Our guide to Forecastle’s time conflicts

Last week, Forecastle released the 2015 daily time schedules, which seem to be pretty efficient, with little overlap. Although, at a festival this size, there will always be decisions. So, we took what we consider to be some of the most important time conflicts and broke them down.


Milo Green / Parker Millsap
Milo Green / Parker Millsap

Milo Green (2:00 – 3:00) vs. Parker Milsap (1:45 – 2:30)

A psychedelic folk-pop five-piece with multiple lead singers, Milo Green produces the sort of breezy and energetic sound that translates well to festivals, while Parker Milsap — a 21-year-old Oklahoma native — plays sparse, gritty, blues-heavy Americana. He’s one of those musicians who seems 15 years older. The first conflict brings up a pretty consistent and smart trend with these day schedules: Most of the conflicts are between very different bands or artists. If you like highway-worn singer-songwriter stuff, Parker Milsap is your guy. If dreamy indie is your thing, go see Milo Green.

Our pick: Parker Milsap



Mariachi El Bronx / Lower Dens
Mariachi El Bronx / Lower Dens

Mariachi El Bronx (1:30 – 2:15) vs. Lower Dens (1:15 – 2:00)

With a punk-infused take on mariachi, Mariachi El Bronx is a conceptual project that turned into three albums, while Lower Dens plays dark and dense ambient rock. If you like horns, go see Mariachi El Bronx. If you like Dan Deacon, go see Lower Dens.

Our pick: Lower Dens


Chris Stapleton (4:45 – 5:45) vs. The Word (4:45 – 6:15)

Chris Stapleton seems to be one of the most talked about alt-country musicians since Sturgill Simpson (who is also playing the festival and we highly recommend seeing), while The Word play gospel-style blues in the form of Sacred Steel, with well-known steel prodigy Robert Randolph. If you like heartbreaking words, see Chris Stapleton. If you want your face melted off, go see The Word.

Our pick: The Word


Shovels & Rope (6:30 – 7:30) vs. Twin Peaks (6:30 – 7:30)

Shovels & Rope are a versatile folk-rock duo that can shell out a whirlwind of sound or slow things down with direct minimalism, while Twin Peaks is a rowdy modern garage-punk outfit complete with heavy hooks and fuzz. If you own more records by The Band than The Clash, see Shovels & Rope. Otherwise, see Twin Peaks.

Our pick: Twin Peaks



First Aid Kit / White Reaper
First Aid Kit / White Reaper

First Aid Kit (3:00 – 4:00) vs. White Reaper (2:45 – 3:30)

The Swedish sisters that make up First Aid Kit have a pleasantly intense way of splicing in anger and pain into their woodsy, ethereal folk. So many bands in the neo-folk movement of the early 2010s missed the memo that, if you’re going to sing rootsy tales of twisted fates and tragedies, you at least somewhat have to sell it. They do. White Reaper is probably the exact opposite. They’re not here to sell you anything. They’re going to play some fuzzy, nihilistic punk with a rare combination of speed, melody and ferocity. They play every show like their The Rolling Stones playing a baseball stadium in the ’70s, which takes a rare chemistry of attitude and hunger to do.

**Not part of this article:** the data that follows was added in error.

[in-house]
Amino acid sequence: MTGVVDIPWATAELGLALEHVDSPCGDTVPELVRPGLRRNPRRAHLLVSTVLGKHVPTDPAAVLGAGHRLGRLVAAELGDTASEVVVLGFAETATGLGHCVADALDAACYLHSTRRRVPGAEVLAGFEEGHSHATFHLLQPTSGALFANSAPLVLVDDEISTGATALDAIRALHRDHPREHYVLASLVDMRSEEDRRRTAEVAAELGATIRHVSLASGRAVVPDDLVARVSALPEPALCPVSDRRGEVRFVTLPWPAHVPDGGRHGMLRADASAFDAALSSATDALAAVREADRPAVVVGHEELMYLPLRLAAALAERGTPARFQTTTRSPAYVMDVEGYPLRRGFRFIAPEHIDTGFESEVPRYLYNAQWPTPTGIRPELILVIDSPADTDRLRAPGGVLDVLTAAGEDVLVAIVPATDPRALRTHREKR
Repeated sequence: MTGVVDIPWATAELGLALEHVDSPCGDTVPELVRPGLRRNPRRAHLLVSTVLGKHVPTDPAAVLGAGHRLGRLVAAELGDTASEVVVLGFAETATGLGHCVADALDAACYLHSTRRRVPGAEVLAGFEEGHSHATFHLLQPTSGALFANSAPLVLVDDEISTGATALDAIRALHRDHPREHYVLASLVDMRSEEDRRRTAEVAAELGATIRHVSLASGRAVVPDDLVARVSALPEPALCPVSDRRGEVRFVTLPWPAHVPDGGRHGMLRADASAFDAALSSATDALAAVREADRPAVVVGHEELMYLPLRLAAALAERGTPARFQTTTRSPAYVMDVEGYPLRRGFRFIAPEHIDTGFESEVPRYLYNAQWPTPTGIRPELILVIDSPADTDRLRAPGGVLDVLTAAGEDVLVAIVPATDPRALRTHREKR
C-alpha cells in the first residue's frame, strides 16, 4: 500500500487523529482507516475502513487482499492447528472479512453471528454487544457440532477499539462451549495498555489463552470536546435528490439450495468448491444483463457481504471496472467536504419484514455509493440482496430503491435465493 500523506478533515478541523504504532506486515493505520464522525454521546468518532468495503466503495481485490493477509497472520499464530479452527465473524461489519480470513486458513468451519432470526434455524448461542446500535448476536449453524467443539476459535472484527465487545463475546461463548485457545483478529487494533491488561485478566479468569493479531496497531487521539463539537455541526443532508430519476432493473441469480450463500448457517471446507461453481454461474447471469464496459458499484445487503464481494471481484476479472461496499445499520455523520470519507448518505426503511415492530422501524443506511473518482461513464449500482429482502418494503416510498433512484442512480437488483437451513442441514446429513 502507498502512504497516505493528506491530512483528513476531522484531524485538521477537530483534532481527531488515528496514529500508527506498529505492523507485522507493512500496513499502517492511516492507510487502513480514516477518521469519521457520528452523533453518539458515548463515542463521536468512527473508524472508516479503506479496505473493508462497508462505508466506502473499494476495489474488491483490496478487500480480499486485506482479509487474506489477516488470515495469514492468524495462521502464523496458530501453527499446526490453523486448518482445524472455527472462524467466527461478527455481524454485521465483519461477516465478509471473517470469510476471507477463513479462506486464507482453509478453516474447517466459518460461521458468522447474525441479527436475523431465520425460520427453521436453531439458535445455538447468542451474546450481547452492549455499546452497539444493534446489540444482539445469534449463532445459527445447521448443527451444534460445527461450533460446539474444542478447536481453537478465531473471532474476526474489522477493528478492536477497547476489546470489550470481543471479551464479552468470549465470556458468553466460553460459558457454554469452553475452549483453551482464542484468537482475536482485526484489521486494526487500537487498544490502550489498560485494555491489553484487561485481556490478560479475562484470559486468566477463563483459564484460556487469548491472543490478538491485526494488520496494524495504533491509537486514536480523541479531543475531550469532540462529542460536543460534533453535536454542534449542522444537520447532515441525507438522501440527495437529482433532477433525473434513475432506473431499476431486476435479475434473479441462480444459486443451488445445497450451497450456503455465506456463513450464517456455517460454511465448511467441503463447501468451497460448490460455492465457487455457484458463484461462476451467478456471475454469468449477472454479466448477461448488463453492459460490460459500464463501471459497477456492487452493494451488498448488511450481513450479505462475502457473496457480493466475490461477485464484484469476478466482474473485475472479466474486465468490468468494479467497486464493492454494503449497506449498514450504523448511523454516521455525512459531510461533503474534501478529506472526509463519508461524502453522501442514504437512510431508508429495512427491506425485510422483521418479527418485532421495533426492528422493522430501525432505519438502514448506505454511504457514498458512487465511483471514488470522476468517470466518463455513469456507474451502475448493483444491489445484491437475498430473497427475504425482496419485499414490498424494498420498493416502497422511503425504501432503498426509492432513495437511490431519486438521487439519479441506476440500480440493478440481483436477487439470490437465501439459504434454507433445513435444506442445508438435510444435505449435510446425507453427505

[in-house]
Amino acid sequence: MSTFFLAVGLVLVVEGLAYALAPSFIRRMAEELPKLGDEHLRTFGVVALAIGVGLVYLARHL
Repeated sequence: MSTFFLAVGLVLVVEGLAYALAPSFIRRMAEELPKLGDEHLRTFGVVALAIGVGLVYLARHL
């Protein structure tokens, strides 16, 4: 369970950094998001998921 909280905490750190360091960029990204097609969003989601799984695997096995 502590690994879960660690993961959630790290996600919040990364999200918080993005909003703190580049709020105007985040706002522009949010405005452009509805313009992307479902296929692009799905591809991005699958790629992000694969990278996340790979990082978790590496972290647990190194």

Our pick: White Reaper


Tweedy (4:45 – 5:45) vs. Diarrhea Planet (4:30 – 5:30)

Wilco’s Jeff Tweedy gave “dad-rock” critics something literal to chew on by forming a garage-folk duo with his son, while Diarrhea Planet has the best worst name in music. Tweedy is touring behind their debut record and they splice in some Wilco originals as well as stuff from “Mermaid Avenue.” Diarrhea Planet has four guitar players. If you plan on consuming more than five beers on Sunday, see Diarrhea Planet. Otherwise, see Tweedy.

Our pick: Still can’t decide. This one will probably be a coin flip for me.


Modest Mouse (6:30 – 8:00) vs. Portugal. The Man (6:15 – 7:30) vs. Field Report (6:15 – 7:15)

Modest Mouse is touring on their first album in eight years, “Strangers To Ourselves,” which, much to my surprise (I always have low expectations after a hiatus), was really good. Portugal. The Man brings Danger Mouse-approved post-hardcore that is chaotic and rambling in its music and sure and cool with the vocals. Field Report’s hushed and stark vocals get an interesting juxtaposition with thick, forward-thinking music that respectively carries a tremendous amount of weight and ends up exceeding the sum of their parts. You probably already know whether or not you plan to see Modest Mouse, so if they’re not your thing: if you like The Black Keys more than “Blood on The Tracks,” go see Portugal. The Man.

Our pick: Modest Mouse

UPDATE: Forecastle has moved Modest Mouse to 6:45-8:15 and Portugal. The Man to 5:45-7:00, so now you can see both. Field Report’s time remains the same. 


The Tallest Man On Earth (8:15 – 9:30) vs. King Tuff (8:15 – 9:15)

A hint of Townes Van Zandt, with a heavy dose of the indie folk in the vein of Bon Iver, The Tallest Man On Earth’s style of folk pays homage to the past, while looking directly into the future. King Tuff plays the dirty garage-blues that resurrect your 17-year-old inner punk who’s still lurking around somewhere. If you’ve into boundary-pushing folk, go see The Tallest Man on Earth. If not, buckle up for King Tuff.

Our pick: King Tuff